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From NPR News, this is ALL THINGS CONSIDERED. I'm Melissa Block.
ROBERT SIEGEL, host:
And I'm Robert Siegel. Another day, another deal. The White House has reached an agreement with another key health care industry group. Today, it was the nation's hospitals who agreed to pony up some $150 billion over the next 10 years. The money would help cover the costs of an overhauled health care system. Today's deal follows one reached last month, with the drug industry volunteering to take a pay cut. NPR's Julie Rovner reports on what these deals might mean to consumers and to the prospects for getting a health bill passed.
JULIE ROVNER: With President Obama in Europe, Vice President Biden got to give the ritual pep talk, surrounded by smiling hospital CEOs who just volunteered to give up billions - with a b - of government funding over the next decade.
Vice President JOE BIDEN: Today's announcement, I believe, represents an essential - the - represents the essential role hospitals play in making reform a reality. And a reality it will be. We must enact this reform this year.
ROVNER: But how much are the hospitals really giving up? If things work out as expected, maybe not that much. For example, says Richard Kirsch of the consumer group Health Care for America Now, hospitals currently get billions of dollars to care for patients who can't pay because they don't have health insurance. But under a new system, he says?
Mr. RICHARD KIRSCH (Health Care for America Now): There will be fewer uninsured. And it makes perfect sense as the number of uninsured drop, that hospitals should get less money from the federal government for taking care of those people if they now are paying customers.
ROVNER: In other cases, it appears that industry groups may be playing some negotiators in the health care overhaul debate against others. Take the drug industry. Last month, the industry group PhRMA announced a deal with the White House and Senate Democrats to put up some $80 billion towards the cost of the overhaul effort, largely by cutting costs for seniors and Medicare.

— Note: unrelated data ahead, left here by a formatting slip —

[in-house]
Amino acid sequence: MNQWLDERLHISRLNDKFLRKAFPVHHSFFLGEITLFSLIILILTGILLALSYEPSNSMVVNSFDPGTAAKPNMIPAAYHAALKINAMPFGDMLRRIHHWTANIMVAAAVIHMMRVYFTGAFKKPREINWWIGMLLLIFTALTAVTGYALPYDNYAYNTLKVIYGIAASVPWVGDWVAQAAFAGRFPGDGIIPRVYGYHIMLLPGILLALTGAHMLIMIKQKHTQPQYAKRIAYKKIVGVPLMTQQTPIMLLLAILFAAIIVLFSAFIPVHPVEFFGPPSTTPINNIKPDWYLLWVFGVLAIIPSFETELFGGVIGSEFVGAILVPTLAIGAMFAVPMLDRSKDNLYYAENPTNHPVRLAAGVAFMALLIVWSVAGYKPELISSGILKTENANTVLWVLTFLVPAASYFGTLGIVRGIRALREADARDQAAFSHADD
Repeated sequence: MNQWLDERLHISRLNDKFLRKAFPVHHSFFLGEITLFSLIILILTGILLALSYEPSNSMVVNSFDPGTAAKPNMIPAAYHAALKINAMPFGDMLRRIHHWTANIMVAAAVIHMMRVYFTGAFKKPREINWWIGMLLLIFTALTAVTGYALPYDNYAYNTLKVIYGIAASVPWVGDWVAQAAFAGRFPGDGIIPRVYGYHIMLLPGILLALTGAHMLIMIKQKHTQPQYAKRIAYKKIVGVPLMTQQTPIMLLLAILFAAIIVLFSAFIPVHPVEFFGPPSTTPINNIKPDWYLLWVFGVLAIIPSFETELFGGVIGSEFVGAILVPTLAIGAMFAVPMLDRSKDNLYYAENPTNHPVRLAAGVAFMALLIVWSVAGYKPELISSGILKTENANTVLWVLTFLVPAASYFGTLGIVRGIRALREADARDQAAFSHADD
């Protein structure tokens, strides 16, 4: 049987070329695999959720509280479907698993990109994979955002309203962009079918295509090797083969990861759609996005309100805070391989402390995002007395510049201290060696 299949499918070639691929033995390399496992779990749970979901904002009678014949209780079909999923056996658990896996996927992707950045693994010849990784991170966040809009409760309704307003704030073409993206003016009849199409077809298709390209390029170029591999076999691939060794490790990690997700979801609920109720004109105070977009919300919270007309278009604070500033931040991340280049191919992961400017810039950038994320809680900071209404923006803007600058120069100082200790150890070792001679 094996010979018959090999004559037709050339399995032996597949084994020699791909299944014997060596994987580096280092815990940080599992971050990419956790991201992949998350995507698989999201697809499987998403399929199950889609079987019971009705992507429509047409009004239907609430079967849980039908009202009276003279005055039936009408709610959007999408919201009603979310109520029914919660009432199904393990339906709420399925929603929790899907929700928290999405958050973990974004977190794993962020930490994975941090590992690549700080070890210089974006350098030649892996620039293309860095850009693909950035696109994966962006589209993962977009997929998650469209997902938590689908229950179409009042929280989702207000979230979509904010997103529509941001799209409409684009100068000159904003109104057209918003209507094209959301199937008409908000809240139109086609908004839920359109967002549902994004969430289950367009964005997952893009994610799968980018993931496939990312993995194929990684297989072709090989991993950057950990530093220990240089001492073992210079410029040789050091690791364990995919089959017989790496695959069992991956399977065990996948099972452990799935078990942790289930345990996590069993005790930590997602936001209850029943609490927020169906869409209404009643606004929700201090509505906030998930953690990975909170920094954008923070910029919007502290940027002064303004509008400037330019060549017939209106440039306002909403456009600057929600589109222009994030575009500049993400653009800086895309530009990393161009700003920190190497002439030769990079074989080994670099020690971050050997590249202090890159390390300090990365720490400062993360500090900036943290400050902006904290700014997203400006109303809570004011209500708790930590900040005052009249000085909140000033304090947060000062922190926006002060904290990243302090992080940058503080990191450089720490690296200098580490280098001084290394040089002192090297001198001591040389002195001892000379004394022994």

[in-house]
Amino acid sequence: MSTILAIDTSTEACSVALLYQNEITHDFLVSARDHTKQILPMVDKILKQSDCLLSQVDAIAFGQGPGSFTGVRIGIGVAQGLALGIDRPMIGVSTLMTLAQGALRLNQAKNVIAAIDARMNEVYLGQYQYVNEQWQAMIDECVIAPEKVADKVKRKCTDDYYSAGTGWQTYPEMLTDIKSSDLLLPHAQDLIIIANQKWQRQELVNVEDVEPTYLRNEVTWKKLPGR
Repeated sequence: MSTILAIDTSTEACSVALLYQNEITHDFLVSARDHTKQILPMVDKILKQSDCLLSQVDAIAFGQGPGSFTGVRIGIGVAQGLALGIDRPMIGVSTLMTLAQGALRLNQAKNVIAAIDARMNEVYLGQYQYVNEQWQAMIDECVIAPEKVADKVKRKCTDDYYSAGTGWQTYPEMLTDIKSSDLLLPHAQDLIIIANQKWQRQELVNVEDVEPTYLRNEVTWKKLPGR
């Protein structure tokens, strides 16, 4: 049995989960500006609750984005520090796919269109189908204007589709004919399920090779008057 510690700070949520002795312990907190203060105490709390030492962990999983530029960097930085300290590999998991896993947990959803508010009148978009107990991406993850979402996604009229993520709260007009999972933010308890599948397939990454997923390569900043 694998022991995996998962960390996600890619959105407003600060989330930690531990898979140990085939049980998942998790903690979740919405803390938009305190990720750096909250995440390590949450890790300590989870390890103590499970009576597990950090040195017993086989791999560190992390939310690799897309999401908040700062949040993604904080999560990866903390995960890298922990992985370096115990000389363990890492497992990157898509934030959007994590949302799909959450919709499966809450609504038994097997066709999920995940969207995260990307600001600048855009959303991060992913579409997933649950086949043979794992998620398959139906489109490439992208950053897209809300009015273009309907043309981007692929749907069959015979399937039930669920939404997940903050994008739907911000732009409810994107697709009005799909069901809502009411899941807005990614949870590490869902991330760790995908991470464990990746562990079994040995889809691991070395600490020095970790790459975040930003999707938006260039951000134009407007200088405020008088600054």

PhRMA President and CEO Billy Tauzin, a former member of Congress, said he was happy to, as he calls it, structure his industry's pain.
Mr. BILLY TAUZIN (President and CEO, PhRMA): It's a good model. If you can sit down with those who are writing legislation regarding your industry and get the results that you want, but in way that is more palatable, that you can live with, you still succeed around, then that makes sense.
ROVNER: And in the case of the drug industry deal, says Kirsch, the funds pledged will actually benefit consumers directly.
Mr. KIRSCH: They're actually going to be lowering drug prices and passing on some of those savings to senior citizens so that seniors will have lower drug prices on Medicare.
ROVNER: But there's a dark side to the deal, too. Consumers could be saving even more money if House Democrats have their way. But Tauzin admits he's now using the deal he cut with the Senate to fight off efforts in the House to force drug makers to provide even deeper discounts.
Mr. TAUZIN: We've come in very high, and, you know, that should be the limit. We shouldn't have to be asked to double up, if you will, anywhere.
ROVNER: That's outraged some Democrats, who think the industry groups are getting off too easy, particularly because many health care providers stand to make more money than they're giving up in these deals if more people have insurance coverage. But consumer advocate Kirsch said this is a process where no one gets everything they want. And it's better to have potential opponents inside the tent rather than outside, spending millions on negative advertising.
Mr. KIRSCH: In an ideal world, which didn't have 600 and umpteen drug company lobbyists, and all the lobbying and political clout of these interest groups, consumers could get a better deal. But in the real world of American politics, to have interest groups come to the table and make an agreement that will lead to much more accessible, affordable health care for consumers really is an accomplishment.
ROVNER: But none of these deals means anything unless there's a bill passed and signed into law. And given the current pace of Congressional negotiations, that's one deal that's by no means done.
Julie Rovner, NPR News, Washington.
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